Follow up Care for Newly Planted Trees – Staking

Staking is an “as needed” procedure, generally not automatically recommended for tree planting for two reasons.  The most obvious is that it takes time and costs money for the materials.  Secondly, it is highly desirable for new trees to develop a strong network of lateral roots, which can be limited by staking.


Even though not a good routine step, if the site is a windy exposure, staking may prevent new trees from being blown over in the planting hole.  Additionally, if the tree’s root system is going to be limited, such as in a street planting, staking should be considered.  In any event, be sure to tie the stake loosely so that it can sway three inches or so from side to side.  Wide bands much preferred over narrow ones, even if buffered by lengths of garden hose.    Stakes should be removed after one growing season.  Extensive and even fatal damage can occur if they are left on for a longer time.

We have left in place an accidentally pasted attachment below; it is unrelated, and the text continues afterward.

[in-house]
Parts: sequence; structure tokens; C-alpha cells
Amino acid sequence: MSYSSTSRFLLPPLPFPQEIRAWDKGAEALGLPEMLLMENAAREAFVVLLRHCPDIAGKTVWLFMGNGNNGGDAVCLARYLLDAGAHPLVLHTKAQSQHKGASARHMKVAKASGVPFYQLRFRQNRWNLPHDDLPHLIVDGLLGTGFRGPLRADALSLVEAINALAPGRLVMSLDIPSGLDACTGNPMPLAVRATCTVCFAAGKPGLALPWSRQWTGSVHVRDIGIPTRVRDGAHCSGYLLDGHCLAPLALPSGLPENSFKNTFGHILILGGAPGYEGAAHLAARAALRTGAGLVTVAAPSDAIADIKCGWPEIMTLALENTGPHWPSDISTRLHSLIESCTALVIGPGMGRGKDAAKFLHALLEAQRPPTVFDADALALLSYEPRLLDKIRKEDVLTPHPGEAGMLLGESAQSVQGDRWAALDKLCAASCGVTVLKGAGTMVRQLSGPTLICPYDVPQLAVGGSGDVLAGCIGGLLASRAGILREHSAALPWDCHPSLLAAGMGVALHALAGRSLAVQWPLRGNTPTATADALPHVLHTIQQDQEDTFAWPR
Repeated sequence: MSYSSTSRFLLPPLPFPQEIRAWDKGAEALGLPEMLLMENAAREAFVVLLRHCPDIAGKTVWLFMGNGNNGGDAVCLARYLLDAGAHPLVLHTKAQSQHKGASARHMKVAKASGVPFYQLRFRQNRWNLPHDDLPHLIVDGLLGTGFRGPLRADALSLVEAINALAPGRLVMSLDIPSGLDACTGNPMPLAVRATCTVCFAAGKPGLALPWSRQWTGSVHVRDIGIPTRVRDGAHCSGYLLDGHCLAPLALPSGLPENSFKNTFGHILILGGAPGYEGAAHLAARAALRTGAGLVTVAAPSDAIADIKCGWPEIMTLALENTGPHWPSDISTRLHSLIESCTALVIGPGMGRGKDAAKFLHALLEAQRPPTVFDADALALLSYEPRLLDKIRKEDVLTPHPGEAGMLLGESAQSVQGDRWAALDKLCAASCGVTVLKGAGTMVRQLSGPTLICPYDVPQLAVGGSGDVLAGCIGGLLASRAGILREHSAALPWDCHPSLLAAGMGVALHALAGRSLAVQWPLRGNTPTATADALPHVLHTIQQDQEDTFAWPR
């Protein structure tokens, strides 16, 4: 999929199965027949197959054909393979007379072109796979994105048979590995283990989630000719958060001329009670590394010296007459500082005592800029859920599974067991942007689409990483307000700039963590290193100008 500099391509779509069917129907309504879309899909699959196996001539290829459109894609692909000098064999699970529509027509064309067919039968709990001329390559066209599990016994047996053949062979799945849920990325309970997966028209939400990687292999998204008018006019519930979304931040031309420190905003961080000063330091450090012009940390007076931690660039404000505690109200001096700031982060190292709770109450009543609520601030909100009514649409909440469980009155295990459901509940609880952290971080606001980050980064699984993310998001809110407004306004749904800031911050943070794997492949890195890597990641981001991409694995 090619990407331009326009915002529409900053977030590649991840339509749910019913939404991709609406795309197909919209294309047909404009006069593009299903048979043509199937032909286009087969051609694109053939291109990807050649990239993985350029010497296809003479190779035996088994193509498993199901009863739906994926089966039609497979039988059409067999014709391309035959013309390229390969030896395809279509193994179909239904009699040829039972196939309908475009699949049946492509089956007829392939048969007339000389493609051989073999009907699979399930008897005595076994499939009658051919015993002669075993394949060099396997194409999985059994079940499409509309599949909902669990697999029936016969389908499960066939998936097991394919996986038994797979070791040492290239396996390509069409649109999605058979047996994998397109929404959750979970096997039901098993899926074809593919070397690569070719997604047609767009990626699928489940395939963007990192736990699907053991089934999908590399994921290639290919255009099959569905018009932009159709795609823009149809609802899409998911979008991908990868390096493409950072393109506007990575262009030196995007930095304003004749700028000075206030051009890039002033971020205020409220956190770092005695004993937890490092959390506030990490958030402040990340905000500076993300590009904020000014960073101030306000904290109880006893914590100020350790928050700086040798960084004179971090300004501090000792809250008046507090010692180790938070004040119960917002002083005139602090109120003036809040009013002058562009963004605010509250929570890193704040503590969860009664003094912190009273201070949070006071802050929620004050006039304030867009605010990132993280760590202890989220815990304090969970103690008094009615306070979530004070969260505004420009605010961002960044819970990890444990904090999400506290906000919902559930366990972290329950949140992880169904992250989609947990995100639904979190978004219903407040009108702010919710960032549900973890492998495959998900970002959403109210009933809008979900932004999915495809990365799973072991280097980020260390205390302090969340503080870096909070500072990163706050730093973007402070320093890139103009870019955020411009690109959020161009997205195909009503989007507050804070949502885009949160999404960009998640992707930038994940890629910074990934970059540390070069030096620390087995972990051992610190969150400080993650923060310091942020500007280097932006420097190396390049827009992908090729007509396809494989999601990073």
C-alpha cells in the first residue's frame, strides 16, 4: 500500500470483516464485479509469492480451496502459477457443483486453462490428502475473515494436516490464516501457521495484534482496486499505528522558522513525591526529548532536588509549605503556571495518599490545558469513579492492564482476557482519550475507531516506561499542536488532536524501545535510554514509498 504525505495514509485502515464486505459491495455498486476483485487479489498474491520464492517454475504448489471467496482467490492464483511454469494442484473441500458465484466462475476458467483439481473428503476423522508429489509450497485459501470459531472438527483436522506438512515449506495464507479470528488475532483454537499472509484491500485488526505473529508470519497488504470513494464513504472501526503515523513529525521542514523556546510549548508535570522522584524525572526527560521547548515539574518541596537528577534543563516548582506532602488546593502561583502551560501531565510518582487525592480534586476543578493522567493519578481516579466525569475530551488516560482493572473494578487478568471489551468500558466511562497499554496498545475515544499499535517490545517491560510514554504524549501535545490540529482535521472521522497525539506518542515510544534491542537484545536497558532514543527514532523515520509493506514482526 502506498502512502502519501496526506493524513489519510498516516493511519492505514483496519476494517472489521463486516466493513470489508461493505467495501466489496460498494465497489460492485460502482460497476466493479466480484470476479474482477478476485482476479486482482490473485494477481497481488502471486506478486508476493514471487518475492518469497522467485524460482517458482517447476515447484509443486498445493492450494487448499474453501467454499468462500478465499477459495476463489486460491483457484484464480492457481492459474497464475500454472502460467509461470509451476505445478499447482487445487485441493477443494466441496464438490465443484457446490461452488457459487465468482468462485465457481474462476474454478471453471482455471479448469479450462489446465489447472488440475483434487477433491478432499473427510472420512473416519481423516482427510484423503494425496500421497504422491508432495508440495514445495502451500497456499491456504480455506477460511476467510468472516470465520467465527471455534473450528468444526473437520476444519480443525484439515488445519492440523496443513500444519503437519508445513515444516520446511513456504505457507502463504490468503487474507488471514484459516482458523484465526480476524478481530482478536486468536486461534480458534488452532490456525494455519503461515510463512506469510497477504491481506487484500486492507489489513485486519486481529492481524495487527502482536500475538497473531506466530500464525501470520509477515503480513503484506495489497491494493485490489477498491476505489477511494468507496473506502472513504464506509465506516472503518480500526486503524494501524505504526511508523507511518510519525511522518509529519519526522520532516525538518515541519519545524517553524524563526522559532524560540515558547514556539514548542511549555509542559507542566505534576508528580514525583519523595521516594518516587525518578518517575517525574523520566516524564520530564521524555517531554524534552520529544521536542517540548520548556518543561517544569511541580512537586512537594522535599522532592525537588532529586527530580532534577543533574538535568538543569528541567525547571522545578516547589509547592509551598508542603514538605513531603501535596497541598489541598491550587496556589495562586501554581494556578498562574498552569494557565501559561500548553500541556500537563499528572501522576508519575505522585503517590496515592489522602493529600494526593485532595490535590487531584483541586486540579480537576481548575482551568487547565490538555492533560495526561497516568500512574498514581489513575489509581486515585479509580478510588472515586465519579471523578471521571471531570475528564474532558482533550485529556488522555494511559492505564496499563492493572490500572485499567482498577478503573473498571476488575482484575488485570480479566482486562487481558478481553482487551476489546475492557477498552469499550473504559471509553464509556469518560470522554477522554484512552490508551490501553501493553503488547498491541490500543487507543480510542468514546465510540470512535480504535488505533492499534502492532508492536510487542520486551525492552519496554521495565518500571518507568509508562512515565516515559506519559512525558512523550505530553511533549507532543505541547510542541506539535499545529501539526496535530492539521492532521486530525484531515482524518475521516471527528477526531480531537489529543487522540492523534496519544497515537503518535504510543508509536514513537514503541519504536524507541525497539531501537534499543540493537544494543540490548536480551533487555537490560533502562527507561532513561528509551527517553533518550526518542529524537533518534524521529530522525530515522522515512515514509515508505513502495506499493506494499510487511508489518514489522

John Fech
Horticulture Extension Educator at Nebraska Extension
John Fech is a horticulturist with the University of Nebraska-Lincoln and certified arborist with the International Society of Arboriculture. The author of 2 books and over 200 popular and trade journal articles, he focuses his time on teaching effective landscape maintenance techniques, water conservation, diagnosing turf and ornamental problems and encouraging effective bilingual communication in the green industry. He works extensively with the media to extend the message of landscape sustainability, making over 100 television and radio appearances each year.
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